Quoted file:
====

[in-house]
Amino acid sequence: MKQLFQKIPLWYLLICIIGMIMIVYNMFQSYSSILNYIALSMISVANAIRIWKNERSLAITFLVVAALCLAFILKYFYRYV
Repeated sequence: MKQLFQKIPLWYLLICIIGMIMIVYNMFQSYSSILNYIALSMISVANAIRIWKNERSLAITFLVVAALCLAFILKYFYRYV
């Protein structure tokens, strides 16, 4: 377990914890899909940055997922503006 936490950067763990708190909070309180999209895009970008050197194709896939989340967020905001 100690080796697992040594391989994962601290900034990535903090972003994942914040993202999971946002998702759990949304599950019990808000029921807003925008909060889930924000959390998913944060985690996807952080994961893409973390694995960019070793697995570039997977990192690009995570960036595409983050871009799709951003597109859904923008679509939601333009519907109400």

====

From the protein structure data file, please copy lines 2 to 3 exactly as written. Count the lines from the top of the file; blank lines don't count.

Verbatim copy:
Amino acid sequence: MKQLFQKIPLWYLLICIIGMIMIVYNMFQSYSSILNYIALSMISVANAIRIWKNERSLAITFLVVAALCLAFILKYFYRYV
Repeated sequence: MKQLFQKIPLWYLLICIIGMIMIVYNMFQSYSSILNYIALSMISVANAIRIWKNERSLAITFLVVAALCLAFILKYFYRYV